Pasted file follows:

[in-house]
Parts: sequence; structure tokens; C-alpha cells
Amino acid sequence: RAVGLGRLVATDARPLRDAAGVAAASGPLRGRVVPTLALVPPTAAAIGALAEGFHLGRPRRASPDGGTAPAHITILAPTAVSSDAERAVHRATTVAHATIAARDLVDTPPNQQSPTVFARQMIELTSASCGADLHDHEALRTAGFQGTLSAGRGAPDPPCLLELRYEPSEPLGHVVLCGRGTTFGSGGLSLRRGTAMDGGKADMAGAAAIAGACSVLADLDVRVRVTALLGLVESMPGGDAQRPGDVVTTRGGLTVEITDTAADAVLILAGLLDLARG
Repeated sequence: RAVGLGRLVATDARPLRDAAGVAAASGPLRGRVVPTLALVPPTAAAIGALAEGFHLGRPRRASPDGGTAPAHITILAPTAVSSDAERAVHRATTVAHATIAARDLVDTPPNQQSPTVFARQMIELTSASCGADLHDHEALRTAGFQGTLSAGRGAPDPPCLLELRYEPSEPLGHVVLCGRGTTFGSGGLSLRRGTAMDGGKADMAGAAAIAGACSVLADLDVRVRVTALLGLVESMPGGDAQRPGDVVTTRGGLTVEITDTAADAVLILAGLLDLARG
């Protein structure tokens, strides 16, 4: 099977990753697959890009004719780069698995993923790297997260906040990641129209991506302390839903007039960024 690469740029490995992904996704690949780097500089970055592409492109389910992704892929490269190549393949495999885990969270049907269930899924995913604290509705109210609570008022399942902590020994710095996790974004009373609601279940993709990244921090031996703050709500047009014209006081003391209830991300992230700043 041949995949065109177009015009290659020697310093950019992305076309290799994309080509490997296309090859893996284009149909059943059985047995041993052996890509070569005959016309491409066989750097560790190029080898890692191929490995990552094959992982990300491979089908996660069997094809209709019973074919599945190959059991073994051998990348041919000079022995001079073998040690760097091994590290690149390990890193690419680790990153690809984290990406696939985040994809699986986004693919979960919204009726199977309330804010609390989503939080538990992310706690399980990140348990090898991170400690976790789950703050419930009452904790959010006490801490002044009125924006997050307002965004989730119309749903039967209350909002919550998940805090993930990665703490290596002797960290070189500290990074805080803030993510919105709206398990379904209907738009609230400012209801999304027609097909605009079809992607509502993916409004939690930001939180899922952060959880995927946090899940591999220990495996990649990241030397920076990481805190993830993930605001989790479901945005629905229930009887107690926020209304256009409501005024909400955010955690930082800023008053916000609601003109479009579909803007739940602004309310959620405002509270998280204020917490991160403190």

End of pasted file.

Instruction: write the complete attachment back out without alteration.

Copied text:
[in-house]
Parts: sequence; structure tokens; C-alpha cells
Amino acid sequence: RAVGLGRLVATDARPLRDAAGVAAASGPLRGRVVPTLALVPPTAAAIGALAEGFHLGRPRRASPDGGTAPAHITILAPTAVSSDAERAVHRATTVAHATIAARDLVDTPPNQQSPTVFARQMIELTSASCGADLHDHEALRTAGFQGTLSAGRGAPDPPCLLELRYEPSEPLGHVVLCGRGTTFGSGGLSLRRGTAMDGGKADMAGAAAIAGACSVLADLDVRVRVTALLGLVESMPGGDAQRPGDVVTTRGGLTVEITDTAADAVLILAGLLDLARG
Repeated sequence: RAVGLGRLVATDARPLRDAAGVAAASGPLRGRVVPTLALVPPTAAAIGALAEGFHLGRPRRASPDGGTAPAHITILAPTAVSSDAERAVHRATTVAHATIAARDLVDTPPNQQSPTVFARQMIELTSASCGADLHDHEALRTAGFQGTLSAGRGAPDPPCLLELRYEPSEPLGHVVLCGRGTTFGSGGLSLRRGTAMDGGKADMAGAAAIAGACSVLADLDVRVRVTALLGLVESMPGGDAQRPGDVVTTRGGLTVEITDTAADAVLILAGLLDLARG
């Protein structure tokens, strides 16, 4: 099977990753697959890009004719780069698995993923790297997260906040990641129209991506302390839903007039960024 690469740029490995992904996704690949780097500089970055592409492109389910992704892929490269190549393949495999885990969270049907269930899924995913604290509705109210609570008022399942902590020994710095996790974004009373609601279940993709990244921090031996703050709500047009014209006081003391209830991300992230700043 041949995949065109177009015009290659020697310093950019992305076309290799994309080509490997296309090859893996284009149909059943059985047995041993052996890509070569005959016309491409066989750097560790190029080898890692191929490995990552094959992982990300491979089908996660069997094809209709019973074919599945190959059991073994051998990348041919000079022995001079073998040690760097091994590290690149390990890193690419680790990153690809984290990406696939985040994809699986986004693919979960919204009726199977309330804010609390989503939080538990992310706690399980990140348990090898991170400690976790789950703050419930009452904790959010006490801490002044009125924006997050307002965004989730119309749903039967209350909002919550998940805090993930990665703490290596002797960290070189500290990074805080803030993510919105709206398990379904209907738009609230400012209801999304027609097909605009079809992607509502993916409004939690930001939180899922952060959880995927946090899940591999220990495996990649990241030397920076990481805190993830993930605001989790479901945005629905229930009887107690926020209304256009409501005024909400955010955690930082800023008053916000609601003109479009579909803007739940602004309310959620405002509270998280204020917490991160403190």